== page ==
When I realized I Was Not a Software Developer

A few years ago at the beginning of my 3-year freelancing journey, I just joined a project at a big, international marketing agency in Düsseldorf as a Business Intelligence Developer. This required me to stay in Düsseldorf Monday through Friday (at the time, WFH was not yet a thing) for 6 months. Back in Hamburg at almost the same time, someone I know asked me if I could help her optimizing and adding a few features on her website. No big deal, I thought.

But I should have seen the problems immediately: I would not have the time to finish the requirements on her website. Secondly, I did not really have the skills and knowledge of the technology being used. In short, my arrogance underestimated the effort of the website project. Additionally the marketing agency project had always been my first priority.

Here is when the mistake begins

So I took the website project with me to Düsseldorf from Hamburg, thinking that I would do it after my long, work day at the marketing agency. Emphasize on long day. After having a long day crunching numbers, planning and writing some SQL, I did not have the energy anymore to do anything else other than just lying in the bed or watching TV or having a drink with new people. I guess I was not that young anymore, like in the college time.

To make it worse, I actually did not have the skills of the tech stack on which the website was built. So I could not just open my laptop and  finish the task, even if I wanted to. My arrogance told me that I could learn the language on the fly and was all set. How I was wrong. It took me 2-3 weeks after the agreement to start the project at all, and another 2-3 weeks learning the stack. I still did not get it right and couldn’t make one single function work, let alone meet the requirements. That was when I realized I was not really a software developer.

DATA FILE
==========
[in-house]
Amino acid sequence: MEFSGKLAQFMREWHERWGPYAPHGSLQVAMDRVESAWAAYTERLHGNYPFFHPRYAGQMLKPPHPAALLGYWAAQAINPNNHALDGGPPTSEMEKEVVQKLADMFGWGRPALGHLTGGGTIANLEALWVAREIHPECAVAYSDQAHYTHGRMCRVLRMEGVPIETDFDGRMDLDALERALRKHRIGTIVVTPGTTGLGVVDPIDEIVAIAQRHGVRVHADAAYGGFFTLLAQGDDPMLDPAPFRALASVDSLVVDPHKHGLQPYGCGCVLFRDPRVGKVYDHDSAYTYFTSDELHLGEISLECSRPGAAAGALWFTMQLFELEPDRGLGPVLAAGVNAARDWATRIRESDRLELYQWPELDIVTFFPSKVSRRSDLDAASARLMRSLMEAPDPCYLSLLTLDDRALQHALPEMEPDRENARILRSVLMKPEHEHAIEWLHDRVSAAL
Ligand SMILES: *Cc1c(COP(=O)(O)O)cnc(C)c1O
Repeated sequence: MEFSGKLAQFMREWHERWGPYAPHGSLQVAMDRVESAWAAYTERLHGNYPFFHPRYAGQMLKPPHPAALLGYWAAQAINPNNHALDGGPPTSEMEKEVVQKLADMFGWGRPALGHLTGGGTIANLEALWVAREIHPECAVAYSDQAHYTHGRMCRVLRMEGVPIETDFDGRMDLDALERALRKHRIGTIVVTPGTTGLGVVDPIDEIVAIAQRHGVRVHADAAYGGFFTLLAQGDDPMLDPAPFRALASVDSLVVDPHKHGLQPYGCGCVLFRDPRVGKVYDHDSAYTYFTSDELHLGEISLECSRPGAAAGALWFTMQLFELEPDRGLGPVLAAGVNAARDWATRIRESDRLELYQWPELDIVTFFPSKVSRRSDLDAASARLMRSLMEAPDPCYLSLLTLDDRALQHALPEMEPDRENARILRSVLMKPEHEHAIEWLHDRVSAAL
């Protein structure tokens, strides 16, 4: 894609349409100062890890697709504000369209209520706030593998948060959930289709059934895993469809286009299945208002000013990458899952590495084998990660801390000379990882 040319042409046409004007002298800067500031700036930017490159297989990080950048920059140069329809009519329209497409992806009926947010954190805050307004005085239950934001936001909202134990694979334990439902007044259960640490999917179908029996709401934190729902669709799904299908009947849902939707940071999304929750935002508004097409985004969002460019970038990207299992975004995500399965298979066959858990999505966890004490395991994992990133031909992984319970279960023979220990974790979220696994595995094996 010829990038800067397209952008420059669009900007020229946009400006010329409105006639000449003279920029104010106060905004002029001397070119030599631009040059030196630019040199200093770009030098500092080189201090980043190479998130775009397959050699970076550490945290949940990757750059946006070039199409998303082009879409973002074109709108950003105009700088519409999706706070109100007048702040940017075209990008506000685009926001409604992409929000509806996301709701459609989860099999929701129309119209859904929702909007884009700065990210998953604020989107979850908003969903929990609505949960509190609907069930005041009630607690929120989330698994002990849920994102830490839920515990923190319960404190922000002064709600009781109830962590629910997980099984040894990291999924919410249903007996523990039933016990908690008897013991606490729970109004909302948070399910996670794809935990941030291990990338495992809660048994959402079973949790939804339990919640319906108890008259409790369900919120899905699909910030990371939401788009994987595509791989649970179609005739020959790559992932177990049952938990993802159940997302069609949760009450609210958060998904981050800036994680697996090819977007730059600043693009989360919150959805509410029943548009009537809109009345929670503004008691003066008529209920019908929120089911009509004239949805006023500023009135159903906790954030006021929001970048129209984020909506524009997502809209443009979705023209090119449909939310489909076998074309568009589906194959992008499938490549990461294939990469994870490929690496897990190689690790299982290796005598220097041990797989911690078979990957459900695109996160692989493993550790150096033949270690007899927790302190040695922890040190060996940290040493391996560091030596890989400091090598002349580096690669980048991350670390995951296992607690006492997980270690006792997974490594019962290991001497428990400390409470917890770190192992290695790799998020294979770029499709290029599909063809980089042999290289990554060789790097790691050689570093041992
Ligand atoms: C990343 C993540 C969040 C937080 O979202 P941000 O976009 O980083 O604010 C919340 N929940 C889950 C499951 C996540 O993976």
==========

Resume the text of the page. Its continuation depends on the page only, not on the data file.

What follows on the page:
Lessons Learned

By the time I had to admit that I would not be able to finish the project, it was already too late. The bridge was already burned. Two months went by with no results. She was very disappointed in me and the professional relationship we had went all of a sudden. I have to live with that.
Lessons learned:

  • Think hard before taking any extra project
  • Never underestimate a project, however small you think it is
  • Do not take any project you don’t have skills in
  • Be transparent on your situation and communicate early

Conclusion: do not eat more than you can chew.


Photo by Fernando Hernandez on Unsplash

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